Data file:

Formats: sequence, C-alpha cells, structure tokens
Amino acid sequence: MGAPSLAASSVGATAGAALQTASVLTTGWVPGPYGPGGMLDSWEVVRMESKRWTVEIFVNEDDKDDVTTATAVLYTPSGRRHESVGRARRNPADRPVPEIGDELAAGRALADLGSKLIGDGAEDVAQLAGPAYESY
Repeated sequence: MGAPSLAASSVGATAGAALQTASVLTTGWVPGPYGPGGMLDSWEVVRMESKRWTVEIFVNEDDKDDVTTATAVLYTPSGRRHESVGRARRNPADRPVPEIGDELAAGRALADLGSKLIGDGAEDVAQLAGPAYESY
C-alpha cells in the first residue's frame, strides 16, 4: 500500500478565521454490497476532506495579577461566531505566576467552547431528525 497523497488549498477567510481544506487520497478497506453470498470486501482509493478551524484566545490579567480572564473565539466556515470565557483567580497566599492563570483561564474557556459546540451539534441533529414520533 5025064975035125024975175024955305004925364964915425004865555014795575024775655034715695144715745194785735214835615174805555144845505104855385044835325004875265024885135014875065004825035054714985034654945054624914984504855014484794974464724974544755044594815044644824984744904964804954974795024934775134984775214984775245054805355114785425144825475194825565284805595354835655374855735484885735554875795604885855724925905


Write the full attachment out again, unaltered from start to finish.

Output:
Formats: sequence, C-alpha cells, structure tokens
Amino acid sequence: MGAPSLAASSVGATAGAALQTASVLTTGWVPGPYGPGGMLDSWEVVRMESKRWTVEIFVNEDDKDDVTTATAVLYTPSGRRHESVGRARRNPADRPVPEIGDELAAGRALADLGSKLIGDGAEDVAQLAGPAYESY
Repeated sequence: MGAPSLAASSVGATAGAALQTASVLTTGWVPGPYGPGGMLDSWEVVRMESKRWTVEIFVNEDDKDDVTTATAVLYTPSGRRHESVGRARRNPADRPVPEIGDELAAGRALADLGSKLIGDGAEDVAQLAGPAYESY
C-alpha cells in the first residue's frame, strides 16, 4: 500500500478565521454490497476532506495579577461566531505566576467552547431528525 497523497488549498477567510481544506487520497478497506453470498470486501482509493478551524484566545490579567480572564473565539466556515470565557483567580497566599492563570483561564474557556459546540451539534441533529414520533 5025064975035125024975175024955305004925364964915425004865555014795575024775655034715695144715745194785735214835615174805555144845505104855385044835325004875265024885135014875065004825035054714985034654945054624914984504855014484794974464724974544755044594815044644824984744904964804954974795024934775134984775214984775245054805355114785425144825475194825565284805595354835655374855735484885735554875795604885855724925905